The Securities and Exchange Commission has fined a California-based investment advisor $340,000 for failing to give advisory clients fee-breakpoint discounts that they were owed, resulting in clients being overcharged.

The securities regulator said in its Nov. 19 order that Retirement Capital Strategies Inc., headquartered in San Jose, failed to apply advisory fee discounts to certain client accounts contrary to its disclosures, representations to clients and the firm’s advisory agreements over an eight-year period.

From January 2010 through February 2018, RCS offered clients an advisory fee between 0.4% and 1.5% of clients’ assets under management based on fee breakpoints described in a fee schedule that reduced the advisory fee as client AUM increased, the order states.

RCS’ fee schedule was incorporated by reference in client advisory agreements, distributed to clients upon request, and, starting in 2011, disclosed in RCS’ Form ADV Part 2A filed with the commission.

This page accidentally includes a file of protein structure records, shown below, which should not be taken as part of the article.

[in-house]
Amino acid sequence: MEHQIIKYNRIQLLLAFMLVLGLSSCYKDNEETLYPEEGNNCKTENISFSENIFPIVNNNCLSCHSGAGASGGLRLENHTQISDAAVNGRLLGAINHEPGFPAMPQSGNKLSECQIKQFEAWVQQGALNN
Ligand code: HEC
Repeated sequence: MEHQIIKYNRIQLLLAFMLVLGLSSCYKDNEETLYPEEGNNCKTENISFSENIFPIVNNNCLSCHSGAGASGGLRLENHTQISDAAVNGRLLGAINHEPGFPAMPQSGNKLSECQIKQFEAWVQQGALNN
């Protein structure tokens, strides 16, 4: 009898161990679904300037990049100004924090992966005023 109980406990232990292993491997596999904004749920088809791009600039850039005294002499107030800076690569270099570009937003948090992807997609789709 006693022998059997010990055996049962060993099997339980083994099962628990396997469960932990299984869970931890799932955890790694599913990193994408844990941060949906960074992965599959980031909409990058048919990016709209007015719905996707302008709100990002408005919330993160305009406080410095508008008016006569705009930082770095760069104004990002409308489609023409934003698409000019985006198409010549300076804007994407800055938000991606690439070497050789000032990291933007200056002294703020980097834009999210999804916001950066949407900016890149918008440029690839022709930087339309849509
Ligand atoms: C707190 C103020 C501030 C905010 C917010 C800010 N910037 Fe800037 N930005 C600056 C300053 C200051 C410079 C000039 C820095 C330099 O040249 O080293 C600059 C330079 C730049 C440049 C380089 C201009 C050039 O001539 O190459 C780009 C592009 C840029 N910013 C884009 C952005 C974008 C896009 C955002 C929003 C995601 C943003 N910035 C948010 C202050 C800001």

RCS offered clients discretionary investment advisory services for a fee on its Strategic Wealth Management platform, the order states.

“RCS’ written policies and procedures manual stated that RCS was to conform its client fees and fee billing practices to those described in the Form ADV and in the advisory agreements provided to clients,” the order states.

In certain instances, however, “RCS failed to apply the breakpoint discounts,” the SEC said. “As a result, RCS improperly calculated advisory fees and thereby overcharged certain clients.”

The SEC maintains that the firm overcharged 293 clients an aggregate of $304,000, which the firm voluntarily refunded following the commencement of the SEC enforcement investigation.

“In addition to alleging violations of the Advisers Act’s antifraud provisions, the SEC also faults the firm for failing to implement reasonable compliance policies and procedures,” says Cipperman Compliance Services, in a note on the SEC action.

Cipperman states that “some very elementary supervision, operations and compliance infrastructure could have avoided the overcharging and the resulting enforcement action.”

— Check out 4 Reasons the Advisor Compliance Landscape Is So Complex on ThinkAdvisor.